New details about Google's rumored Nexus 8 tablet are starting to turn up. It will reportedly use an Intel 64-bit quad-core processor, run Android 4.5 Lollipop, and be released in July.

Google 's first tablet, the Nexus 7 was a huge hit for the company. It was a favorite among hard-core Android fans due to its specs, stock Android experience, and a guarantee to receive future Android updates. Google chose ASUS to build the both the original Nexus 7 released in July 2012 and last year's model. A new report has some details about Google's rumored Nexus 8, which the company is reportedly prepping as an iPad mini with Retina display killer.

Rumors began to circulate last year that Google was working on an 8-inch tablet to take on the very popular iPad mini. Many consumers feel that 8-inch tablets hit the sweet spot; they have displays that are large and more comfortable to use than 7-inch displays and are still small and light enough to easily carry and use with one hand.

A new report from AndroidPit claims that Google has pushed back the release of the Nexus 8 to July, instead of its rumored April unveiling. The delay is believed to stem from Google dropping Qualcomm's snapdragon processor in order to use an Intel 64-bit processor inside. This would allow the Nexus 8 to better compete with the iPad mini with Retina display's 64-bit A7 processor. Google has reportedly commissioned ASUS once again to build its tablet and that probably means the device will be very affordable.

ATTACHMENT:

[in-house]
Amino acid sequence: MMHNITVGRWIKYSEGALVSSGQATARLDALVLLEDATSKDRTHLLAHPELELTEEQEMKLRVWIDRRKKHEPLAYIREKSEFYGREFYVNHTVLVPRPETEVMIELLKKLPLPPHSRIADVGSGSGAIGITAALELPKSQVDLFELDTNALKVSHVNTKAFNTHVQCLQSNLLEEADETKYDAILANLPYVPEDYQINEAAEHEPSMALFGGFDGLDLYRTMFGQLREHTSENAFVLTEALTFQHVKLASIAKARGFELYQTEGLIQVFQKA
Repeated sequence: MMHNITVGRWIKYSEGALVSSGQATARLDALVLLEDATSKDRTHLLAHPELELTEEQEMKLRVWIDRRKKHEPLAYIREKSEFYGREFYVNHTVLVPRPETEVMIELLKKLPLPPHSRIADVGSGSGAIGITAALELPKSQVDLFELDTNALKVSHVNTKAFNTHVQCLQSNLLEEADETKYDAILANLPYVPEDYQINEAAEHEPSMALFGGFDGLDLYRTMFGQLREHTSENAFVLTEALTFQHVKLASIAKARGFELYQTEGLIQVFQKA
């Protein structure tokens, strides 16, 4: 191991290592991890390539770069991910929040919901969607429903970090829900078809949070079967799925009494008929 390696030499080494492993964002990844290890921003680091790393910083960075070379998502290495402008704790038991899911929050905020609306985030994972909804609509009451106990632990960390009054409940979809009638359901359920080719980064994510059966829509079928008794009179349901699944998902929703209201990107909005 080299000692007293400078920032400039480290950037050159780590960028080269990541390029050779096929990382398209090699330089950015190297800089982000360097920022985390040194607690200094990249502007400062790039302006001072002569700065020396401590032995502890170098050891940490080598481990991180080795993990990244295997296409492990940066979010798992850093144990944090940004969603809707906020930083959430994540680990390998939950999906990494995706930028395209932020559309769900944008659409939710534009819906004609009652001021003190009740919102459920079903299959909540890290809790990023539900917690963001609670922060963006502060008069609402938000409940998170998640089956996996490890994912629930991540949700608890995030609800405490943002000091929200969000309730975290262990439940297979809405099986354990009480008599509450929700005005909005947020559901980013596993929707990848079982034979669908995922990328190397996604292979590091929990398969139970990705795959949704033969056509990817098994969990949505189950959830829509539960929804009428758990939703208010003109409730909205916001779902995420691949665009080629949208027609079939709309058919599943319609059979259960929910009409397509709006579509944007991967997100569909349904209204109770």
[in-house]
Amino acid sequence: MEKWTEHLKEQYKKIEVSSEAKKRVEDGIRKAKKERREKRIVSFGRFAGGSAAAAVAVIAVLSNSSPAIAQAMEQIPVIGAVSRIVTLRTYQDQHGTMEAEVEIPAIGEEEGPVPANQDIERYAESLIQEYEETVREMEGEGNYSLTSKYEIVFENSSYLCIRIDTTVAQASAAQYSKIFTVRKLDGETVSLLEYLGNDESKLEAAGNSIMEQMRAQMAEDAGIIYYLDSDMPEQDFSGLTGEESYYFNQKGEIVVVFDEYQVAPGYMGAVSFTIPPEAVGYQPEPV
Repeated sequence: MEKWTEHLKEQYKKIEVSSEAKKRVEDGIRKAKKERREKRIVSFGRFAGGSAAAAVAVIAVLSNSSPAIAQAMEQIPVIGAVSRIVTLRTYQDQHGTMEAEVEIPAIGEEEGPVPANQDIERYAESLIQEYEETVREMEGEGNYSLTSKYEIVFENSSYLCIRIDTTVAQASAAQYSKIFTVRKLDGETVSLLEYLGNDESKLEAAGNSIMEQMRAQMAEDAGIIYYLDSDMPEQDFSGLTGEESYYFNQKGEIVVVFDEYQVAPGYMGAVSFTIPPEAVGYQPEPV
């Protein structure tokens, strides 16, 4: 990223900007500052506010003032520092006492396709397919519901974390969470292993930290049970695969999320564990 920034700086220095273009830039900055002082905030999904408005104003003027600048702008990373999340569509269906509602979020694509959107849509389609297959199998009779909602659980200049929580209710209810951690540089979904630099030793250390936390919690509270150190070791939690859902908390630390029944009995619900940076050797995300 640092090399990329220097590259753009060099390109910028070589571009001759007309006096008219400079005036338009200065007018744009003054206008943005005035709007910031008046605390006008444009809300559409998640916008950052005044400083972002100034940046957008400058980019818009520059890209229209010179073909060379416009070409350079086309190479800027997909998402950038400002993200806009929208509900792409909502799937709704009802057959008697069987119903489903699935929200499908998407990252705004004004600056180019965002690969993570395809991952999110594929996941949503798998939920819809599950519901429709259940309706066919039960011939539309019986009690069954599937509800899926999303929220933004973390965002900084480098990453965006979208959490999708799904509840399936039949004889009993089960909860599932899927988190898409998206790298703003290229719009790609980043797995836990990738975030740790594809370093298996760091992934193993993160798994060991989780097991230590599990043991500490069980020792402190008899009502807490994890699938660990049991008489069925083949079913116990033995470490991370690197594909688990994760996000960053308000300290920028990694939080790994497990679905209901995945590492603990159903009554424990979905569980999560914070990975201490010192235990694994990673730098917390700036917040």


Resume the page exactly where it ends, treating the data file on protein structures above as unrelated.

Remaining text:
The Nexus 8 will likely use Intel's Moorefield chip, which is 64-bit based, has a 2.3GHz quad-core processor and PowerVR G6430 GPU. The Nexus 8 could make an appearance at Google's I/O event in June, where the company is expected to unveil the next version of Android, which some claim will be called Lollipop. There haven't been any major leaks regarding what we can expect to see in Google's next major version of Android, aside from its rumored "Lollipop" name.

As always, it's best to take these reports with a grain of salt, but judging from the fact that Android doesn't have 64-bit bragging status like iOS does, Google will clearly want to change that very soon.

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